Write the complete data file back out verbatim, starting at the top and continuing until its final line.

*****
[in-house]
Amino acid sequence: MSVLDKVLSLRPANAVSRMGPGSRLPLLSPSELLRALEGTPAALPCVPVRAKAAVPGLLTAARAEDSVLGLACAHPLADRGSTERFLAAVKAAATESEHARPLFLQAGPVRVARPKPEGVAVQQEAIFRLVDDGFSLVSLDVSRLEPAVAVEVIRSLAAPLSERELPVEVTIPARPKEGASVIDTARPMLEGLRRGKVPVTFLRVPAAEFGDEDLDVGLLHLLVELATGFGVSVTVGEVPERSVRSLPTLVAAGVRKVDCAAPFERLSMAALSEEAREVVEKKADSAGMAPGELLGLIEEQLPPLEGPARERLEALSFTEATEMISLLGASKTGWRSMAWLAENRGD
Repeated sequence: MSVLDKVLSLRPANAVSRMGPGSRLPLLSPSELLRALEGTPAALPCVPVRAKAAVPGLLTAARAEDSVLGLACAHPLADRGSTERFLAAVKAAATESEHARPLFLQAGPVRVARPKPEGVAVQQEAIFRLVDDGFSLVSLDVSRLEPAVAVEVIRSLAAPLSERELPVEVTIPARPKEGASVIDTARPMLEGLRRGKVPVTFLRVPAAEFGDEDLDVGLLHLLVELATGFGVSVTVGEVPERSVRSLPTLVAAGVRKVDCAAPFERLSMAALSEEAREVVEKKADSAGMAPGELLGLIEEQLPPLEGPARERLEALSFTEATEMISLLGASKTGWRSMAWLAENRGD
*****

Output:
[in-house]
Amino acid sequence: MSVLDKVLSLRPANAVSRMGPGSRLPLLSPSELLRALEGTPAALPCVPVRAKAAVPGLLTAARAEDSVLGLACAHPLADRGSTERFLAAVKAAATESEHARPLFLQAGPVRVARPKPEGVAVQQEAIFRLVDDGFSLVSLDVSRLEPAVAVEVIRSLAAPLSERELPVEVTIPARPKEGASVIDTARPMLEGLRRGKVPVTFLRVPAAEFGDEDLDVGLLHLLVELATGFGVSVTVGEVPERSVRSLPTLVAAGVRKVDCAAPFERLSMAALSEEAREVVEKKADSAGMAPGELLGLIEEQLPPLEGPARERLEALSFTEATEMISLLGASKTGWRSMAWLAENRGD
Repeated sequence: MSVLDKVLSLRPANAVSRMGPGSRLPLLSPSELLRALEGTPAALPCVPVRAKAAVPGLLTAARAEDSVLGLACAHPLADRGSTERFLAAVKAAATESEHARPLFLQAGPVRVARPKPEGVAVQQEAIFRLVDDGFSLVSLDVSRLEPAVAVEVIRSLAAPLSERELPVEVTIPARPKEGASVIDTARPMLEGLRRGKVPVTFLRVPAAEFGDEDLDVGLLHLLVELATGFGVSVTVGEVPERSVRSLPTLVAAGVRKVDCAAPFERLSMAALSEEAREVVEKKADSAGMAPGELLGLIEEQLPPLEGPARERLEALSFTEATEMISLLGASKTGWRSMAWLAENRGD